NASA investing in 3-D food printer for astronauts

The NASA logo on a protective box for a camera near the space shuttle Endeavour April 28, 2011 at Kennedy Space Center in Florida as preparations are under way for an April 29 launch of Endeavour, which will be its last flight. AFP PHOTO/Stan HONDA (Photo credit should read STAN HONDA/AFP/Getty Images)
The NASA logo on a protective box for a camera near the space shuttle Endeavour April 28, 2011 at Kennedy Space Center in Florida (Photo credit should read STAN HONDA/AFP/Getty Images)

In a scene right out of Star Trek, a Texas company is developing a 3-D food printer for astronauts to create custom meals on the fly.

With support from NASA, the firm, Systems and Materials Research Corp of Austin, intends to design, build and test a food printer that can work in space.

“This project is to demonstrate we can create and change the nutrition of the food and be able to print it in a low-gravity environment,” the company’s research director and lead chemist, David Irvin, told Reuters.

Three-dimensional printers create solid objects by depositing droplets of material one layer at a time.

Systems and Materials intends to create nutritionally rich, aesthetically appealing and tasty synthetic food by combining powdered proteins, starches, fats and flavors with water or oil to produce a wide array of digital recipes.

All the ingredients are designed for extremely long shelf-lives, making them suitable for long stays in space.

“The 3-D printing system will provide hot and quick food in addition to personalized nutrition, flavor and taste,” the company wrote in its proposal to NASA.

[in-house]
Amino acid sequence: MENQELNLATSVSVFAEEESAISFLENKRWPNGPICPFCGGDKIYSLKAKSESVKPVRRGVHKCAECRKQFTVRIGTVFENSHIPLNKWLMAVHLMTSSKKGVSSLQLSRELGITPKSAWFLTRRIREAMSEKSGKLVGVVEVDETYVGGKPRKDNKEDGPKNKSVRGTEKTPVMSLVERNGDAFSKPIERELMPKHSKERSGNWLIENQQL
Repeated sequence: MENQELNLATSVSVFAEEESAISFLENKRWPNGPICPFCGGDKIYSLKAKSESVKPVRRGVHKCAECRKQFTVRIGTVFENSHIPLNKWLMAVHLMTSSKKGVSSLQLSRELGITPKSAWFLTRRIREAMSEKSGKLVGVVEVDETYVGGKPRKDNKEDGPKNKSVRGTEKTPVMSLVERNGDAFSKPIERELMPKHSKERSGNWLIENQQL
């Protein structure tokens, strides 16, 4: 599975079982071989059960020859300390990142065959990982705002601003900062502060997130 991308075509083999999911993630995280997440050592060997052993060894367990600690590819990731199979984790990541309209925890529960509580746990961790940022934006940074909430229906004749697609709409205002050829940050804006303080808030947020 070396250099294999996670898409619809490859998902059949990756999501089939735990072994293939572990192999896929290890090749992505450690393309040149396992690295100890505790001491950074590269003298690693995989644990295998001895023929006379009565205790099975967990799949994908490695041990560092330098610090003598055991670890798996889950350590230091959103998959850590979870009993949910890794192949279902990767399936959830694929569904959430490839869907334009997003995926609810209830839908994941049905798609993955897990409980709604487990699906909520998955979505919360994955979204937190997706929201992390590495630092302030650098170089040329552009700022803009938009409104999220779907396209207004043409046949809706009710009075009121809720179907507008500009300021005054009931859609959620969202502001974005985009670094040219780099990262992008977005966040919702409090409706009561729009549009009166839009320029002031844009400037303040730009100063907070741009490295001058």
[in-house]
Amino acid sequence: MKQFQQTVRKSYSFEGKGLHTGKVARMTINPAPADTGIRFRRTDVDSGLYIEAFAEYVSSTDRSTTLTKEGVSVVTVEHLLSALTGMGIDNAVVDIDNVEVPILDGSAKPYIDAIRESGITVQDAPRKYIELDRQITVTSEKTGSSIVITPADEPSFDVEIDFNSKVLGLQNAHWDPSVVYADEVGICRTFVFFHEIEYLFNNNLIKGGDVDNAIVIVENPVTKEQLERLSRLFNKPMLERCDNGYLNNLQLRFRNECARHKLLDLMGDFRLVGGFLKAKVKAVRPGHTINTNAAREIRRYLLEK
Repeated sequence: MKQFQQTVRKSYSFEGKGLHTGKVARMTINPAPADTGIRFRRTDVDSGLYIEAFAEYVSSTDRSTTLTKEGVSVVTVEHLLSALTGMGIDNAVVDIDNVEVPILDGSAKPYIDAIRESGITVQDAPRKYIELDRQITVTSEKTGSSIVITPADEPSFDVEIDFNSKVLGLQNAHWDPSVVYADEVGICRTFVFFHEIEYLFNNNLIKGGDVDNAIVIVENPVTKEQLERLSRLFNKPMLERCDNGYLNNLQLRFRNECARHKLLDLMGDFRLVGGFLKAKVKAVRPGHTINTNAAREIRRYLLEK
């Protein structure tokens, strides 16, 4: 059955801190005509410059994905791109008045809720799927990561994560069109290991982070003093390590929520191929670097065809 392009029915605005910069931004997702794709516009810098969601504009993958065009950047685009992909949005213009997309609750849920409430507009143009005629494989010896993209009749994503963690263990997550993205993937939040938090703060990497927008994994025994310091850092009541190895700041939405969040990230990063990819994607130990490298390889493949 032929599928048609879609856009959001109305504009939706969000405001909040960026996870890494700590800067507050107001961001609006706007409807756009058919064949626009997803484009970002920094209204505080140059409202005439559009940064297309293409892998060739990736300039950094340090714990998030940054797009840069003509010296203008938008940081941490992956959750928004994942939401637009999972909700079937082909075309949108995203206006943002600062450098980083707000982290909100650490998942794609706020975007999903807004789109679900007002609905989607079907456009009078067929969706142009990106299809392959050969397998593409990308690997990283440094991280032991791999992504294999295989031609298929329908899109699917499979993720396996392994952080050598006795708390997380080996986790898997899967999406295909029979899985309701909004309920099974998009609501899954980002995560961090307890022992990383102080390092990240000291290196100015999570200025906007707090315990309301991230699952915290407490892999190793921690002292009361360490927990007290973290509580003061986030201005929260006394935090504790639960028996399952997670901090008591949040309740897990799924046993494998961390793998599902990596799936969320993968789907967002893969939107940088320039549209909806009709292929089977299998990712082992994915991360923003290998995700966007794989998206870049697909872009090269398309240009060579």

“The biggest advantage of 3-D printed food technology will be zero waste, which is essential in long-distance space missions,” it added.

Ultimately, the company sees food printers as a way to help feed a world population that is estimated to reach 12 billion by the end of the century. The technology may also have implications for the military.

“A 3D-printed food system can reduce military logistics, disposal waste, increase operational efficiency and mission effectiveness especially during wartime,” the company said.

“In addition, 3-D printed food can provide optimal nutrient to the soldiers depending on their personal needs and level of physical activities.”

Eventually Irvin sees a day when food printers will play a role in everyday diet and nutrition.

“The initial plan is to work with NASA and the astronauts and then as things become commercially viable, we will definitely consider weight loss and weight gain” applications, Irvin said.

The company’s six-month, Small Business Innovation Research study contract, worth up to $125,000, is pending, said NASA spokesman Allard Beutel.

“These are very early stage concepts that may or may not mature into actual systems. This technology may result in a Phase 2 study, which will still be several years from flight hardware,” Beutel added.

 



News
Entertainment
Sports
Lifestyle
Local